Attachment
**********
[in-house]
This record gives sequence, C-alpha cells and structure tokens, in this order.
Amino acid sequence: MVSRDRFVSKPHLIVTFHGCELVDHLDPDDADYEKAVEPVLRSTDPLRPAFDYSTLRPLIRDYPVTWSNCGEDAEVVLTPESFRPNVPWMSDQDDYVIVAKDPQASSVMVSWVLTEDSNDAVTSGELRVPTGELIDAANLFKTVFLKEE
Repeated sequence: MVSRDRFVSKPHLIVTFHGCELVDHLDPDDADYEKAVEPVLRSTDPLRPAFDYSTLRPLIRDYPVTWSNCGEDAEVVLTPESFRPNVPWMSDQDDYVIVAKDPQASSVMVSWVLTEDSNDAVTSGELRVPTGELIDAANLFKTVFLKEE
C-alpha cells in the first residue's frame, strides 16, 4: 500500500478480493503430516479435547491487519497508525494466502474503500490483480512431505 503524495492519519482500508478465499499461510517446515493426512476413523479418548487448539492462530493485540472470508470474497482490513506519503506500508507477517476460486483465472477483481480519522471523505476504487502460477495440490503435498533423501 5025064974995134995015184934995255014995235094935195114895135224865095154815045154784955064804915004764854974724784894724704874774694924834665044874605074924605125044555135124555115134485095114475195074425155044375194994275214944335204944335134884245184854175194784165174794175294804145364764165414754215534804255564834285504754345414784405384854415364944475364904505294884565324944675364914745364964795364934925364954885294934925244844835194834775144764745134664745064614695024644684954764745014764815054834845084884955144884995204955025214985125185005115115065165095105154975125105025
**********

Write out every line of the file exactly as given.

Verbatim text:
[in-house]
This record gives sequence, C-alpha cells and structure tokens, in this order.
Amino acid sequence: MVSRDRFVSKPHLIVTFHGCELVDHLDPDDADYEKAVEPVLRSTDPLRPAFDYSTLRPLIRDYPVTWSNCGEDAEVVLTPESFRPNVPWMSDQDDYVIVAKDPQASSVMVSWVLTEDSNDAVTSGELRVPTGELIDAANLFKTVFLKEE
Repeated sequence: MVSRDRFVSKPHLIVTFHGCELVDHLDPDDADYEKAVEPVLRSTDPLRPAFDYSTLRPLIRDYPVTWSNCGEDAEVVLTPESFRPNVPWMSDQDDYVIVAKDPQASSVMVSWVLTEDSNDAVTSGELRVPTGELIDAANLFKTVFLKEE
C-alpha cells in the first residue's frame, strides 16, 4: 500500500478480493503430516479435547491487519497508525494466502474503500490483480512431505 503524495492519519482500508478465499499461510517446515493426512476413523479418548487448539492462530493485540472470508470474497482490513506519503506500508507477517476460486483465472477483481480519522471523505476504487502460477495440490503435498533423501 5025064974995134995015184934995255014995235094935195114895135224865095154815045154784955064804915004764854974724784894724704874774694924834665044874605074924605125044555135124555115134485095114475195074425155044375194994275214944335204944335134884245184854175194784165174794175294804145364764165414754215534804255564834285504754345414784405384854415364944475364904505294884565324944675364914745364964795364934925364954885294934925244844835194834775144764745134664745064614695024644684954764745014764815054834845084884955144884995204955025214985125185005115115065165095105154975125105025